Last week, the Illinois Power Agency (IPA) announced its Community-Driven Community Solar Project selection results for program year 2023-2024. The agency selected the Green Energy Justice Cooperative (GEJC), a consumer-owned clean energy cooperative launched by Blacks in Green (BIG) and core partners, to develop three projects at 3 MWDC each, totaling 9 MW of solar power, to benefit community members in Illinois. BIG is a national network for environmental justice and economic development created to close America’s racial health/wealth gap through the new green economy.
On completion, the three projects will provide a rare community ownership stake in clean energy generation and lower the energy burden of its Black, Brown and other low-and-moderate income (LMI) beneficiaries in Aurora, Naperville, Romeoville and surrounding communities in Illinois. Similar developments by BIG are planned for Cook and Kankakee counties. The estimated value of this renewable energy credit award is $12.5M.
BIG projects ranked first, second and fourth in the Illinois Shines competitive process and validated years of investment by BIG to fulfill its second principle of Green-Village-Building: Each village produces and stores its own energy for light, heat and transportation, and owns its means of production.
“It’s a culmination of more than a decade of movement alliance work to build an Illinois renewable energy industry through FEJA and CEJA (Clean Energy Jobs Act) legislation, and to build community-scale solutions as a Chicago Climate Action Plan partner,” said Naomi Davis, founder and CEO of BIG. ”
Being awarded the project adds a tool to BIG’s Sustainable Square Mile/Energy Justice Portfolio, which it offers as open source innovation through an EPA Thriving Communities grant — along with options like village-scale microgrid and grid modernization study, neighborhood decarbonization, energy auditing workforce training, local EV charging station network and its energy affordability bill, the People’s Utility Rate Relief Act PURR.
“All are critical to the success of our Campaign To End Energy Poverty, which aims to expand nationally the Illinois standard of a 6% cap on household income for life-essential services of light and heat,” Davis said.
When thecommunity solar project launches, it will allow LMI household subscribers to save money on their electric bills. Subscribers to these community solar projects will see additional benefits, including: co-ownership of the solar co-op and accompanying profit sharing; a voice in the management of the clean energy cooperative; equitable workforce training and capacity development; and the opportunity to help create an equitable clean energy transition that provides meaningful benefits to people and protects the environment.
“We are delighted to have our three solar projects scored so highly by the Illinois Power Agency. This will ensure that the projects are completed and thereby demonstrate the power of solar sovereignty for ownership and wealth building by Blacks in distressed Black communities. And the power of significant middle-class job creation at scale, by Blacks in distressed Black communities,” said Rev. Tony Pierce, GEJC board member and CEO of Sun Bright Energy.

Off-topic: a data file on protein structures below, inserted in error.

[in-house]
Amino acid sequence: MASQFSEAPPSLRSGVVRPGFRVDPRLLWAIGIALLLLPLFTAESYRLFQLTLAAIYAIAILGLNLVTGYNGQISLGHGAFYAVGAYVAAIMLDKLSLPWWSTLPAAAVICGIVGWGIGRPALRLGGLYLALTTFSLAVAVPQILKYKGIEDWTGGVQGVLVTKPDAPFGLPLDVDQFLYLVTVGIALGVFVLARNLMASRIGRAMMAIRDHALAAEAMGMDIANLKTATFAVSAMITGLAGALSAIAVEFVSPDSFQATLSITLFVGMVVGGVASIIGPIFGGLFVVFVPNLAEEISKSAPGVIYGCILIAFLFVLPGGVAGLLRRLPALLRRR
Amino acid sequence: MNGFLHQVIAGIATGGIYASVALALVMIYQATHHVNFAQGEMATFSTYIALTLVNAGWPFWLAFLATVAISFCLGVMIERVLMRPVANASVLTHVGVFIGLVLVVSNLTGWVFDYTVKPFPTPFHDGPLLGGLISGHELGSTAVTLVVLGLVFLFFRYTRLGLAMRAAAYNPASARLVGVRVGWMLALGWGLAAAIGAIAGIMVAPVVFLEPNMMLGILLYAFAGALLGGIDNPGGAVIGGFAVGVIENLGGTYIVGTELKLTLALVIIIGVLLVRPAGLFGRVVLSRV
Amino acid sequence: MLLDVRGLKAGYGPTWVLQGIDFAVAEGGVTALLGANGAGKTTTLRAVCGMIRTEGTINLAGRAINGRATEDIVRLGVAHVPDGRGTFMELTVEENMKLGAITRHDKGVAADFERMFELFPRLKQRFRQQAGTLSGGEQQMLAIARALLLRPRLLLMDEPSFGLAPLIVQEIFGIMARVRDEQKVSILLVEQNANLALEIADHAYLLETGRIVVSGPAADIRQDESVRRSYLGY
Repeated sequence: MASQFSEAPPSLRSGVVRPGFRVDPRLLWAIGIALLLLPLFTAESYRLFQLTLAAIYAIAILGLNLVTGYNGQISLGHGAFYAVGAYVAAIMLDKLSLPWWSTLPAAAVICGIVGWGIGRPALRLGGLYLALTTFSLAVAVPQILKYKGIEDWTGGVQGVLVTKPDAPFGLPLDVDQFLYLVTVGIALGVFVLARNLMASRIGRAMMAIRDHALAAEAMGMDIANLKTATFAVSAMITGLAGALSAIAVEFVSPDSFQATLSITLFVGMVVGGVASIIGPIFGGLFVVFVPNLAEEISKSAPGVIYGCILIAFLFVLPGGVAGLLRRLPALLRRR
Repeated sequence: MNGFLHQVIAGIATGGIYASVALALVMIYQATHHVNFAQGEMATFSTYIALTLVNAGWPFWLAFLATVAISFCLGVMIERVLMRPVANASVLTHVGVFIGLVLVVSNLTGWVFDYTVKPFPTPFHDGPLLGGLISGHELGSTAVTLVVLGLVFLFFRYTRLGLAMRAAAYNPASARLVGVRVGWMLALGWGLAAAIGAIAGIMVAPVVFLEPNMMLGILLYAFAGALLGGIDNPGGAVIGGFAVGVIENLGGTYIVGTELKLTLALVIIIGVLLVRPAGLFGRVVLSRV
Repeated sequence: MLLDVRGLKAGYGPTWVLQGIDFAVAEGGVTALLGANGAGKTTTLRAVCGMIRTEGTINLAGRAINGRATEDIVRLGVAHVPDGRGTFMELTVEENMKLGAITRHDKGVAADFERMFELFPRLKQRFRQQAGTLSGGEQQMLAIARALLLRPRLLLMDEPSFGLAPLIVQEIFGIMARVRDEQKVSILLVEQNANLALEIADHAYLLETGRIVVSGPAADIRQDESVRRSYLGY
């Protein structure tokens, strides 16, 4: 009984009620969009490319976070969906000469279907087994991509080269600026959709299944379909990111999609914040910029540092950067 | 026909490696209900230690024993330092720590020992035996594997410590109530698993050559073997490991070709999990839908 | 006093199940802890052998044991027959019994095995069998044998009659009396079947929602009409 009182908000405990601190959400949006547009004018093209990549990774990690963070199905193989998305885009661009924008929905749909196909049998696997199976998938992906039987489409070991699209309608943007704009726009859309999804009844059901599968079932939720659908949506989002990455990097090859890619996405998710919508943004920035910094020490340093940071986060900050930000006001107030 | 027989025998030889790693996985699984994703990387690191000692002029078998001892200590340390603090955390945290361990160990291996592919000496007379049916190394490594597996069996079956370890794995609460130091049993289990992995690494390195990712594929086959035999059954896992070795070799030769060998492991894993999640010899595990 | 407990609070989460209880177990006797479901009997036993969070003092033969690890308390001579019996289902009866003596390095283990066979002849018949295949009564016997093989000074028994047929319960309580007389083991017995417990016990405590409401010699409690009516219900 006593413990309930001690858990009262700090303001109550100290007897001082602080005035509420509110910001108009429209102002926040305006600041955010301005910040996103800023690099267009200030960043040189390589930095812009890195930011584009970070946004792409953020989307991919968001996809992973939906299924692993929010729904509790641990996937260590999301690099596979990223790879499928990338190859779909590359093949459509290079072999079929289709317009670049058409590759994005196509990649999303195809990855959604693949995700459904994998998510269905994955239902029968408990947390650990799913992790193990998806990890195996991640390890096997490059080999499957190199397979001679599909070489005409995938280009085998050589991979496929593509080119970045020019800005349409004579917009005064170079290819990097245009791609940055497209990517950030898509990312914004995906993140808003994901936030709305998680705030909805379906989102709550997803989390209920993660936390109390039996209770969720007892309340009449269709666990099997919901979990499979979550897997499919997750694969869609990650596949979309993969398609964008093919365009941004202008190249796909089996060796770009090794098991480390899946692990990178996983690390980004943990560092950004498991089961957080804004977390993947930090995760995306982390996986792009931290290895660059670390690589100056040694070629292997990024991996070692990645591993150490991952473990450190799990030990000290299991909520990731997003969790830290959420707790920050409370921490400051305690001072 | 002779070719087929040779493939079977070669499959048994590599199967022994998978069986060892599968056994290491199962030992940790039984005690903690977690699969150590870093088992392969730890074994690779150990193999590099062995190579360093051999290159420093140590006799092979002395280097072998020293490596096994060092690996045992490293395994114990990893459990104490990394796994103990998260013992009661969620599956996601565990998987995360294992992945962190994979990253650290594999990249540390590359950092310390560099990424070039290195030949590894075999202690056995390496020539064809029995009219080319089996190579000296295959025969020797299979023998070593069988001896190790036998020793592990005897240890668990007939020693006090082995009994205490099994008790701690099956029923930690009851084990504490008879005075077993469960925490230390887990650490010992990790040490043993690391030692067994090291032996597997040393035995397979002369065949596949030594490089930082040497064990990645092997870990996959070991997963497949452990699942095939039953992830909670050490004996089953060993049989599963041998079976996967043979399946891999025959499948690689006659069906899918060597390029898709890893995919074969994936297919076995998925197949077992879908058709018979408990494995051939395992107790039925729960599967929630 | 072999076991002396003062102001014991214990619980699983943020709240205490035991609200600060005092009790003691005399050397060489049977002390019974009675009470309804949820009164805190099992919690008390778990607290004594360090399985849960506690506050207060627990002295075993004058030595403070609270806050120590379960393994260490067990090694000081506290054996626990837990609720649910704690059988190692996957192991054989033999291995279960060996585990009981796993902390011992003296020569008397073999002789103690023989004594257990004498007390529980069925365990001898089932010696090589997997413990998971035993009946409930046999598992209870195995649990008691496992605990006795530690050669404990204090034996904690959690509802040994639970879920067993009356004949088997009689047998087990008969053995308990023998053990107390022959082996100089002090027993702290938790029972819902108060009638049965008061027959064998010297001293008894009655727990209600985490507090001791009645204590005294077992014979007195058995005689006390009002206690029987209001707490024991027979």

Launched in 2022, GEJC is owned by its solar subscribers and supporters and serves as a vehicle for economically and racially-just ownership of local clean energy, where low-income communities of color own their energy and benefit from the economic and political power that comes with owning energy generation. This win ensures that the co-op is one step closer to getting the benefits of the burgeoning clean energy transition in Illinois to underserved and marginalized communities in this age of climate crisis.
The co-op was founded by BIG alongside the following coalition of mission-aligned, community-based organizations in the Chicagoland area:
- Grow Greater Englewood
- People for Community Recovery
- Southeast Environmental Task Force
- Imani Village
- Community Transformation Ministries / Sun Bright Energy LLC / Community
- Transformation Partnership Power (CTP-Power)
- Claretian Associates
- North Lawndale Employment Network
- Chicago Environmental Justice Network (CEJN)
- Urban Juncture
- Greenleaf Advisors
Many of these organizations have been working together on energy justice issues in the Chicago area for decades, and have been seeking to implement opportunities for community-based solar since the passage of the landmark clean energy transition legislation, the CEJA, that set ambitious goals for the equitable transformation of the state’s energy portfolio by the year 2050.
“We’re really excited to be supporting GEJC in bringing community-owned solar to GEJC’s local communities in Illinois,” said Timothy DenHerder-Thomas, Cooperative Energy Futures general manager. “Through our co-op in Minnesota, we’ve seen the power of this model in uniting communities around a clean energy future that works for renters and low-income households and makes sure local residents own and get the benefits too.”
The three GEJC Community-Driven Community Solar projects selected by the Illinois Power Agency will now be presented to the Illinois Commerce Commission, the Illinois public utility regulatory body in January 2024 for approval for Renewable Energy Credits (REC) contracts.
“We’re delighted to partner with Blacks in Green to help create new sources of renewable energy in Aurora and Romeoville through the Green Energy Justice Co-op,” said Vibhu Kaushik, Senior Vice President and Global Head of Energy, Utilities, and Storage at Prologis. “As a member of the local business community, Prologis is focused on working with our customers, local governments, and local partners like Blacks in Green to help create a vibrant and sustainable economy.”
News item from Blacks in Green